The Anti-Courtesy Call

A couple of weeks ago, the phone rang, during our dinner, I answered and it was some customer service representative from one of our banks or credit cards.  He explained this is a customer service call, and asked to speak to my wife (since, I assume, the credit card from that bank happens to be in her name).  I told him she wasn’t home, which was true, and would he like to speak to me, since we share the bank account and the credit card.
He said no, he has to speak to Karyn.
You *have to* speak to her?  (I was put off by the urgency and insistence in his voice.)
Well, is it something important, that you *have to* speak to her?
"No, nothing like that.  It’s simply a customer courtesy call."
A courtesy call in which you *have to* speak to my wife?
"That’s right."
Well, she’s not home.
"Is there a better time to reach her?"
"Maybe tomorrow at the same time?"
I don’t know when she’ll be home, specifically.  I mean you can try, but I’ll not guarantee anything.  Okay, bye.
"Thank you."

That bugged me.  I wanted to grill him on the definition of ‘courtesy’ and how I didn’t think cold-calls like this were much of a courtesy to their clients.  Oh well.

Tonight, the phone rings.  Long distance.  Oh good, I think.  I answer, and it’s a pleasant, professional sounding woman on the other end.
"May I speak to Karyn, please."
Karyn’s not home right now.  Which, again, was true.
"Is there another time that would be more convenient to speak to her?"
No.  Is there something I can help you with?  I’m her husband and we share the account.
"No thank you. I really must speak with Karyn.  It’s just a courtesy call from {blank} bank to see if there’s anything we can do for her."
I see.  This is the third time (I lied, it was the second only, but three sounds like more trouble) I’ve received this call for her.  Doesn’t really seem like much of a courtesy to keep bothering your customers like this.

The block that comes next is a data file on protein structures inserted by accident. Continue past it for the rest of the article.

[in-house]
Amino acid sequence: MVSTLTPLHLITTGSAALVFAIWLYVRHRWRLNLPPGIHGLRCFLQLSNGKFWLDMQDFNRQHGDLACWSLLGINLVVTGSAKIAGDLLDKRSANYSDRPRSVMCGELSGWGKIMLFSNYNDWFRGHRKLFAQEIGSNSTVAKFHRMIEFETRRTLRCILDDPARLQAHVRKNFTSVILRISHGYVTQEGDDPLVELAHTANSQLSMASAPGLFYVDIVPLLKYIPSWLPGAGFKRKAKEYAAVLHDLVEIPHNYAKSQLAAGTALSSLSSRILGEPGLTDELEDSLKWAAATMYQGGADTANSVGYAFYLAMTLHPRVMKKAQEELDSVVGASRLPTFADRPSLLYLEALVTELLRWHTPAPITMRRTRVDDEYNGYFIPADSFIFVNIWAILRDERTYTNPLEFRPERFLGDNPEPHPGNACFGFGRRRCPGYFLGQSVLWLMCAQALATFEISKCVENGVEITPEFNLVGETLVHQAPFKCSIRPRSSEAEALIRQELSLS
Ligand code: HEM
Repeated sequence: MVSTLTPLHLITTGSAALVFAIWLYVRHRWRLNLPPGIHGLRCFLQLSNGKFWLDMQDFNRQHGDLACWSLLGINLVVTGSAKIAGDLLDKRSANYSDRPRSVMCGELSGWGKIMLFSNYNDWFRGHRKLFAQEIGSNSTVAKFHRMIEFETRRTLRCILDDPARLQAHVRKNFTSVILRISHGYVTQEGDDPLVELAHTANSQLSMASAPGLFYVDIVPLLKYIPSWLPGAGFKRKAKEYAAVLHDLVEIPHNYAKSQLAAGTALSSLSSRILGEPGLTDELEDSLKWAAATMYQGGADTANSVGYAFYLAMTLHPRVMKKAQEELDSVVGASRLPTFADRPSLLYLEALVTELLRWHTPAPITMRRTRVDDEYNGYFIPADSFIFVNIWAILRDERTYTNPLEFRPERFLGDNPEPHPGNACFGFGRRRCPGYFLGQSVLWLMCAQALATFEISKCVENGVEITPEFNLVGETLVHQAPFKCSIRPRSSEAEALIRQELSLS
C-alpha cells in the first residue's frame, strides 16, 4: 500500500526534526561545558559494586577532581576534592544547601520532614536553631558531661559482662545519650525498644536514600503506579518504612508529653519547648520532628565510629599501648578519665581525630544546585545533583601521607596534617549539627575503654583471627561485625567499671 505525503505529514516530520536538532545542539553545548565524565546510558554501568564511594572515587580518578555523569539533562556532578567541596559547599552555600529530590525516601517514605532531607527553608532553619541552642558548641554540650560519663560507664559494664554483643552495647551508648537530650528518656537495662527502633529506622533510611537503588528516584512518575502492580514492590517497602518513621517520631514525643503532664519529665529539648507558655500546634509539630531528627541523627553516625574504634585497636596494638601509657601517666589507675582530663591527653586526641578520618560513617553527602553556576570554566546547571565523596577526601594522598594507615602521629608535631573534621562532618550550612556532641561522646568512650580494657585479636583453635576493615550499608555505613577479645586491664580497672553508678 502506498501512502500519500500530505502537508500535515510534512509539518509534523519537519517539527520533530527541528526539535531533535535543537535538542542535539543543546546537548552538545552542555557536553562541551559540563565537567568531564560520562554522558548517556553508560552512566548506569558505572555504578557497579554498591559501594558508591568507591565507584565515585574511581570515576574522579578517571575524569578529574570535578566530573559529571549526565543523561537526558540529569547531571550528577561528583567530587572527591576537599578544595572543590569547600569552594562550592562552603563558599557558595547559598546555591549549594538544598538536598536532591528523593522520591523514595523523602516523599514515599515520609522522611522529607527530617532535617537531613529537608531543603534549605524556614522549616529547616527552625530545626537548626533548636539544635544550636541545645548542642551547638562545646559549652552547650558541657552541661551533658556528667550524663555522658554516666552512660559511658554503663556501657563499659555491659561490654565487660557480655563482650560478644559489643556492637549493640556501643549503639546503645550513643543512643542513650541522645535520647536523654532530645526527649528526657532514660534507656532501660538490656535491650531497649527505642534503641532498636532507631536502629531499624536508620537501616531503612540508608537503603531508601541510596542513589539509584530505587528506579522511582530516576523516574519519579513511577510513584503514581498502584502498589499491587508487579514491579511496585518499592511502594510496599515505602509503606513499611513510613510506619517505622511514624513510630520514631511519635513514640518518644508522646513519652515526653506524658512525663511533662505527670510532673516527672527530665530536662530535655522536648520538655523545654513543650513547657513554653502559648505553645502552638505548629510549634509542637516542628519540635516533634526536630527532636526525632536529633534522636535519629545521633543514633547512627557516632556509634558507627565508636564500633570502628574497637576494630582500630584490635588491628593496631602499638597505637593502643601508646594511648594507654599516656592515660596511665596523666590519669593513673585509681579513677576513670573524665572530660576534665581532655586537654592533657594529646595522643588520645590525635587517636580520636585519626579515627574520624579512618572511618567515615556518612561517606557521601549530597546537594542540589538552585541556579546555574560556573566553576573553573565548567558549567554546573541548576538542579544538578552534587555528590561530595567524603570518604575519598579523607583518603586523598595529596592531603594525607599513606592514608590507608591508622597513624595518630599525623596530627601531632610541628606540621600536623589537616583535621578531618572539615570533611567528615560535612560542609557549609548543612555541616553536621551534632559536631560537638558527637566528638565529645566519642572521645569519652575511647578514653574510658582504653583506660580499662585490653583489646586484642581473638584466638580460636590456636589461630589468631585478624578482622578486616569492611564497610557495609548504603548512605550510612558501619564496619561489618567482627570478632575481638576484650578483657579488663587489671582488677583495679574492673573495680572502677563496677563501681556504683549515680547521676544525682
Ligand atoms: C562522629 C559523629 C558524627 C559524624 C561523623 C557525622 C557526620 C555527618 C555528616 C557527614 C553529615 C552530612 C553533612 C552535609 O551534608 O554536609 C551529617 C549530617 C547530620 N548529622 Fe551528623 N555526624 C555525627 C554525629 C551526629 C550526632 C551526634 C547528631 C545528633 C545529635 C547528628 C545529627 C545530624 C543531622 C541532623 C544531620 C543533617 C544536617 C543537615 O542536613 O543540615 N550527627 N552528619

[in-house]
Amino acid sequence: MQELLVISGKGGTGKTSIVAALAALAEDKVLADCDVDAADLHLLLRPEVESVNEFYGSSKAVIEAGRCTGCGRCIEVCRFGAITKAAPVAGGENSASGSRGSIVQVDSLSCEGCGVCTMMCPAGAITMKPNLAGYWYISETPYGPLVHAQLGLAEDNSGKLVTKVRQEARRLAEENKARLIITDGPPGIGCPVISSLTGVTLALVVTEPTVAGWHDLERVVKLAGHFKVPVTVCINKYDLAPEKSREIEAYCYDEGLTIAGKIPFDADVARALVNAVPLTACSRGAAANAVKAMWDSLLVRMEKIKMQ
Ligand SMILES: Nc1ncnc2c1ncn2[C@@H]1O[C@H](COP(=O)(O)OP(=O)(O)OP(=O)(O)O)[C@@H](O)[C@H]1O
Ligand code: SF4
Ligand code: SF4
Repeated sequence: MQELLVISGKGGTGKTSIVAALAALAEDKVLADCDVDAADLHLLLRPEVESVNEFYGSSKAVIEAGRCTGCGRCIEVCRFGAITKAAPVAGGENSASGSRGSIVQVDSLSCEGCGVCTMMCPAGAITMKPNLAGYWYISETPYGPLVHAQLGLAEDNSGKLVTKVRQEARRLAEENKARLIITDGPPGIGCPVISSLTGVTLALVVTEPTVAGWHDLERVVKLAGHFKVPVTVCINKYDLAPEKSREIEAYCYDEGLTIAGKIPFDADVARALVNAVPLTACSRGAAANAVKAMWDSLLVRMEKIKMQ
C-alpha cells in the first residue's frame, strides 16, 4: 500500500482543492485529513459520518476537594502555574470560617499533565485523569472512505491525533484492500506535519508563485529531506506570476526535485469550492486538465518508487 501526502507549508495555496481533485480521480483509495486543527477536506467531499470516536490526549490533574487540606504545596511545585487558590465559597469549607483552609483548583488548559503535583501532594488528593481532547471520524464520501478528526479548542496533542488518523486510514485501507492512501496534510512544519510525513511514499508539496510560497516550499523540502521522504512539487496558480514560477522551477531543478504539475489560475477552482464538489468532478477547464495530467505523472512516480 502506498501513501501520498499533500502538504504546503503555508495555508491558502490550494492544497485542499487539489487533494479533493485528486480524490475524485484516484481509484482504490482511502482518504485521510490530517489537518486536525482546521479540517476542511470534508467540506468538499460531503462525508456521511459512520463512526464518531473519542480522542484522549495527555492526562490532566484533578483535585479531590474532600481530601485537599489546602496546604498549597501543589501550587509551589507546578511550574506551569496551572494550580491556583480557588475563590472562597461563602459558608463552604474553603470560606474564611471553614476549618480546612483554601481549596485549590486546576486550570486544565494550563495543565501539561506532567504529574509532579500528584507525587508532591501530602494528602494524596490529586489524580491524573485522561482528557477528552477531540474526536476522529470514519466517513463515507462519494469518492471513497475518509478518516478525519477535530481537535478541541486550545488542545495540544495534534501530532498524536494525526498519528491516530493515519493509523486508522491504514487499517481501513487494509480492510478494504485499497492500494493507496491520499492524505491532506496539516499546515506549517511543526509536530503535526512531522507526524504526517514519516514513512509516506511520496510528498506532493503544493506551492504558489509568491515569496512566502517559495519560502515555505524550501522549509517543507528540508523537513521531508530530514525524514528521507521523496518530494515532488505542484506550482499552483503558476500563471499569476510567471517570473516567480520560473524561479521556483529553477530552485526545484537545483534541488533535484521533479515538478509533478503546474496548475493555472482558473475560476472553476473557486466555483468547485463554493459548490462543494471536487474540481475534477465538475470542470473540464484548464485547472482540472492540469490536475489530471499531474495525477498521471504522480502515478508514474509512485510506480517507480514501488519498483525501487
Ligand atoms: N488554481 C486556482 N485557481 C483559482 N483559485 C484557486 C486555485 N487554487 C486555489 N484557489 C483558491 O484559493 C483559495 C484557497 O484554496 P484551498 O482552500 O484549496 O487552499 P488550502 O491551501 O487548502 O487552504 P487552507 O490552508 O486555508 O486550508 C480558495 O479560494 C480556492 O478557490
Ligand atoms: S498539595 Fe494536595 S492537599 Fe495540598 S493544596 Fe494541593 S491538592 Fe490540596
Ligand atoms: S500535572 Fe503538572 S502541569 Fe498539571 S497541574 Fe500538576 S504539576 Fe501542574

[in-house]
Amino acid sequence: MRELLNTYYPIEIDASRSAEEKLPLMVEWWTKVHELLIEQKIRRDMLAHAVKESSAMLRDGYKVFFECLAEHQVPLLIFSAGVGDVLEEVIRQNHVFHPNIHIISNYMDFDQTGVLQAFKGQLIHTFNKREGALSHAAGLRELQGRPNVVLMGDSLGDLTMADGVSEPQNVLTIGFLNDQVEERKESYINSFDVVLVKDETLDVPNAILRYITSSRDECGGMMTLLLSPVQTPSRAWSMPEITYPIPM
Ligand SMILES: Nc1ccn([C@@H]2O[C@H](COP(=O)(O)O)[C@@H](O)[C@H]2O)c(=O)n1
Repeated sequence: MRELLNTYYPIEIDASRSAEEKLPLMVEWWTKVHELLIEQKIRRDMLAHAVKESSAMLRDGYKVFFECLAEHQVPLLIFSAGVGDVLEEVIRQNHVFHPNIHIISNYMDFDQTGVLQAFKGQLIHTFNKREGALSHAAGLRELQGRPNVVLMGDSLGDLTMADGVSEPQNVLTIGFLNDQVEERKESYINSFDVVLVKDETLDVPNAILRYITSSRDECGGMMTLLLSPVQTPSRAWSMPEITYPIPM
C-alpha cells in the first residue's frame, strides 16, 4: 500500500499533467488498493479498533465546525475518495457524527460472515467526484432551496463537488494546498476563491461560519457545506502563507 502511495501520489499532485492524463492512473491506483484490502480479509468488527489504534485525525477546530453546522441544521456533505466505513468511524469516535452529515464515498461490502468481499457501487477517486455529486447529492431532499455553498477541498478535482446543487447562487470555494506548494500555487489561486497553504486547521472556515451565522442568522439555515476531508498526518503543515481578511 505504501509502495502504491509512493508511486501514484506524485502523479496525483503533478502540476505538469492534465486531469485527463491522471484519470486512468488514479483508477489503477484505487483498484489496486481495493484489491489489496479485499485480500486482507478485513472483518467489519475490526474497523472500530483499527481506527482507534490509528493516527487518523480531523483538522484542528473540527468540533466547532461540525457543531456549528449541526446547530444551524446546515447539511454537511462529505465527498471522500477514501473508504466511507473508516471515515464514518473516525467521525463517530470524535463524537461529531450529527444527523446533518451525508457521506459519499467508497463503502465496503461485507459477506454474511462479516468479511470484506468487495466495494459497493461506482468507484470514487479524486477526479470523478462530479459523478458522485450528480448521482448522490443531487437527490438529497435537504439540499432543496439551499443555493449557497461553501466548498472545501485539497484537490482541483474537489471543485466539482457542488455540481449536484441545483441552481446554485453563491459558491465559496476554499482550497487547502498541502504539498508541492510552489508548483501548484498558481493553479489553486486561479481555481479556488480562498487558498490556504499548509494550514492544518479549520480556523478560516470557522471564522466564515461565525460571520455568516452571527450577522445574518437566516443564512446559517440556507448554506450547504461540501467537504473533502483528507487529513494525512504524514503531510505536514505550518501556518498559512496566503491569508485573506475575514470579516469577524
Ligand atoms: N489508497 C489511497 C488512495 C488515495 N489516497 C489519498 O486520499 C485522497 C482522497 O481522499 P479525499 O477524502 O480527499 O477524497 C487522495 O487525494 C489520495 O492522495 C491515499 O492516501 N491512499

"Maybe I could just call back another time and try to get her again."
Yeah, no.  You’ll probably just get me again. It’s not very courteous to keep calling us.  Is there any way you can take her off this call list?
Because it’s not really a courtesy to be receiving these phone calls from you. In fact, it’s the opposite of courtesy.  It’s a nuisance.  Can you remove her name so she doesn’t get called again?"
"Yes.  Yes, I can do that."
Thank you.
"Okay. Bye."


  1. Tracy says:

    Heh. That same damn anti-courtesy call (where they just *had* to speak to *me*) did nothing but make my husband suspicious of my spending habits. He couldn’t wait to rip into our next Visa statement. You’d think he’d trust his wife more than a frickin’ telemarketer, hey?

    Followed your link from PEIinfo, btw. Excellent blog, Rob.


  2. graham says:

    If only your husband knew you were having an affair with the call centre prince who keeps calling in the middle of dinner.


  3. Tracy says:

    It was a she. Although my hubby would be quite surprised if that were the case, I’m sure he’d be très intrigué.


  4. graham says:

    I’m intruiged


  5. John Morris says:

    I can’t blame them for not wanting to talk to you. If they did talk to you instead it was represent a major problem with their policies. Bottom line is, if the account is in her name, they should talk to her. If you really don’t like this, then you should get the account adjusted to your name, or both.


  6. Graham says:

    Buut if it did was represent them problems whyfor do they dunn respec sacrd vows UNDER OUR LORD AND SAVIOR.
    Them there company shall feel the wrath of their sinnins and carryinons in hell.

    As fer you… God Bless…


  7. Graham says:

    Sarry. I realize I dunn mess up ma grammer. Shulda been an questionation mark after LORD AND SAVIOR.


  8. señior psychosis says:


    Remember when Rob mentioned twice in this post that they share the account?


  9. Rob says:

    Whose name the account is in isn’t really the issue anyway. My point was/is that cold calling a customer under the guise of a “courtesy call” solely to pitch some kind of deal or service should not be disguised as customer service. It’s bothersome telemarketing, no matter how you dress it up.


  10. Graham says:

    Do you guys get the sense that John works for the company in question or a similar company. He sounds like he’s defending his policies with some jargon that they drilled into his head.
    He probably isn’t, but he sounds like one of them.


  11. Yanik says:

    I used to do telemarketing work. It’s a job created in hell. Actually, it’s like living in hell and having to keep the devil’s hole clean with your tongue.


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